Career and Technical Education Director Crystal Hoke spoke to the board about the department’s goals for the year and asked them to approve the local plan. CTE leaders and teachers are trying to make sure that students who concentrate in technical high school classes graduate on time. The department is also encouraging surveys at the middle school level to help students plan their pathway and careers. Hoke told the board that they have more students interested in the agriculture and family and consumer science classes than they have the teaching time to enroll. The department has held a high school job fair this year, two middle school job fairs, and recently celebrated students who will work this summer as apprentices at local businesses. Hoke also told the board that the state had paid for a Career Development Coordinator at the middle school level for the past four years but is no longer providing that money. Hoke says that the state funds CTE for 8th through 12th grade students but does not fund other opportunities for middle schoolers. She says the state also gives the program money for students to pay for tests to help them earn their credentials. The board approved the local application plan in a unanimous vote.
Academic Calendar Revisions
The board approved two minor revisions to the academic school calendar based on LETRS (Language Essentials for Teachers of Reading and Spelling) training mandated by the state. The company that provides the training can only offer certain days for ACS elementary teachers to get the instruction. The changes mean August 17th and 18th will both be required but the training will be on the 18th instead of the originally planned 17th. Also, the training means the workday in December will be the 11th instead of the 4th. The LETRS training days are days elementary students are not in school while their teachers learn. The days are regular school days for middle and high school. LETRS is a state ordered training aimed at improving reading scores statewide.
Alexander Virtual Academy
The board voted unanimously to close the Alexander Virtual Academy at the end of this school year. The school opened during the pandemic for families who did not want to send their students back into the buildings. Enrollment dwindled to 15 students this year. Dr. Hefner and the district finance committee had presented keeping the school open in the system’s budget request to the county commissioners in May. It would cost $203,623 to keep AVA open. The county commissioners did not indicate they would be willing to pay the costs and the district cannot supply the money.
Dr. Jennifer Hefner updated the board on several capital projects during her remarks.
-The Bethlehem roofing project is expected to take 90 days and begins tomorrow.
-The bid opening for the Sugar Loaf gym project will be June 27th.
-She invited board members to do a walkthrough at the former Wittenburg school Wednesday June 14th to see the condition of the building. The board is considering selling the property.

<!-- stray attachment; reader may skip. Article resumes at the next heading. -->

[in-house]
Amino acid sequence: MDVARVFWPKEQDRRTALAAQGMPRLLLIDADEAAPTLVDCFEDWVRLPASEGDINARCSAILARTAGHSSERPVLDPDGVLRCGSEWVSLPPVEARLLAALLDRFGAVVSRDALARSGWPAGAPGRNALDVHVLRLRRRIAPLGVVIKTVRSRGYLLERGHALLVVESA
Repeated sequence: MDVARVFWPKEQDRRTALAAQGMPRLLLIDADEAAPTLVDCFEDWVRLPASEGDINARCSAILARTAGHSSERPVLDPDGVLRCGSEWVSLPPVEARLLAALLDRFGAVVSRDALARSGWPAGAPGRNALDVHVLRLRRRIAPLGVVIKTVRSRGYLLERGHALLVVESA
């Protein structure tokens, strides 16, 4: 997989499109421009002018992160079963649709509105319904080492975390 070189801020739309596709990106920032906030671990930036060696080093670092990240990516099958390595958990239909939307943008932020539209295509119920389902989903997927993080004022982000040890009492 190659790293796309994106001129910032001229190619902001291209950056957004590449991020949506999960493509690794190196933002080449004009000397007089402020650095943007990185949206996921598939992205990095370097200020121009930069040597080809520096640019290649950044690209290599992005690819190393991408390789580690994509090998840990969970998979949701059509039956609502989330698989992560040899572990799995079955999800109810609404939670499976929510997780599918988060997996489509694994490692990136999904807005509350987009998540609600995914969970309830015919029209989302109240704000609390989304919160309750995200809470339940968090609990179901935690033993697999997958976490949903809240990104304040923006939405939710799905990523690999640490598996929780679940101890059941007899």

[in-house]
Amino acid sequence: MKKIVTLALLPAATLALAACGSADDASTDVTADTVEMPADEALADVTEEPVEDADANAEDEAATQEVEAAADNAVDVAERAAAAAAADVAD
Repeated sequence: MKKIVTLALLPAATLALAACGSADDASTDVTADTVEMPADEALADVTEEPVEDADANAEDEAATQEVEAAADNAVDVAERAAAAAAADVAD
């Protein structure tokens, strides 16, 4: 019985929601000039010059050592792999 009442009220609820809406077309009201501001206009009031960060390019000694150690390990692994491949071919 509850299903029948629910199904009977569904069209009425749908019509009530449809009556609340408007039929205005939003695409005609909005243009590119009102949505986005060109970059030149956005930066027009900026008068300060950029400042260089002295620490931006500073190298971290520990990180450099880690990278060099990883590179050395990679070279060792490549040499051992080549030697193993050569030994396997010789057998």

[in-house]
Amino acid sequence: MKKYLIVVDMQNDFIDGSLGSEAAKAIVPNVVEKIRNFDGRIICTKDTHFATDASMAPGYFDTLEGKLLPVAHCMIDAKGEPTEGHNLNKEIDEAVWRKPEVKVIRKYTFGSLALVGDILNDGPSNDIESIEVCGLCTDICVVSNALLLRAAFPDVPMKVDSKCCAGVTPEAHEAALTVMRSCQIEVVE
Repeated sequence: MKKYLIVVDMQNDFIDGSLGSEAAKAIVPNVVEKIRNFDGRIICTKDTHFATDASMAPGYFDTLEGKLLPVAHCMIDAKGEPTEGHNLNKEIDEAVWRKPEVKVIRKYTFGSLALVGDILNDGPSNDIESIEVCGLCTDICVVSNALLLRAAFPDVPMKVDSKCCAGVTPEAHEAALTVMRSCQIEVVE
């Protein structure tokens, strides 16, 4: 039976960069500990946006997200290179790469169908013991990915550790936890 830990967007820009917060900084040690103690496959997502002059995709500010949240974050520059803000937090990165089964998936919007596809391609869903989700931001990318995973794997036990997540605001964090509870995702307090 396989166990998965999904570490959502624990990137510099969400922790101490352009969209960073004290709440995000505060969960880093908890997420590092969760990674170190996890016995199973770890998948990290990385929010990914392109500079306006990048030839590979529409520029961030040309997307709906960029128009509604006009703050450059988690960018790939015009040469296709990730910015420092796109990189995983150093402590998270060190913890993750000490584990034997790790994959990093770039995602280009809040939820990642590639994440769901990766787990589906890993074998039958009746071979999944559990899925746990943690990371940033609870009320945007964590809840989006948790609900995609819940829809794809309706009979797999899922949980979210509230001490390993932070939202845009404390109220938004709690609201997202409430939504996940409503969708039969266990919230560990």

-The tennis court replacement begins in early July.
Hefner also rebutted points from an opinion piece printed in the local paper regarding the state’s proposal to expand private school vouchers. She emphasized that she’s not told parents where they can enroll their children, but says public money should not be given to private schools. She also says that testing is not the public school mission (as was claimed in the opinion piece), but the district must follow state and federal testing mandates. Private schools are required to do some standardized testing but do not have to report the scores. Hefner concluded by saying the debate is not about public schools versus private schools. She said the issue is the legislature creating a system where private schools can receive public funds but not be held to the same standards as public schools.
School Board policies revision
The board considered several policy revisions presented by Chief Financial Officer Mrs Sharon Mehaffey.
The board considered the second reading of following policies and approved them unanimously.
Policy No. 3220 - Technology in the Educational Program - REMOVED for further review.
Policy No. 3420 - Student Promotion and Accountability
Policy No. 3460 - Graduation Requirements
Policy No. 3620 - Extracurricular Activities and Student Organizations
Policy No. 4050 - Children of Military Families
Policy No. 4100 - Age Requirements for Initial Entry
The board considered first reading for the following policy revisions.
Policy No. 3225/4312/7320 - Technology Responsible Use
Policy No. 4110 - Immunization and Health Requirements for School Admission
Policy No. 4155 - Assignment to Classes
Policy No. 4220 - Student Insurance Program
Policy No. 4240/7312 - Child Abuse and Related Threats to Child Safety
Policy No. 4300 - Student Behavior Policies
Policy No. 4310 - Integrity and Civility
Policy No. 4400 - Attendance
Policy No. 4700 - Student Records
Those policies will be brought back for second reading at the July meeting after gathering input from the public. Alexander County Board Policies are available for review by the public at www.alexander.k12.nc.us or by appointment at the Alexander County Board of Education Office on Liledoun Road, Taylorsville, North Carolina.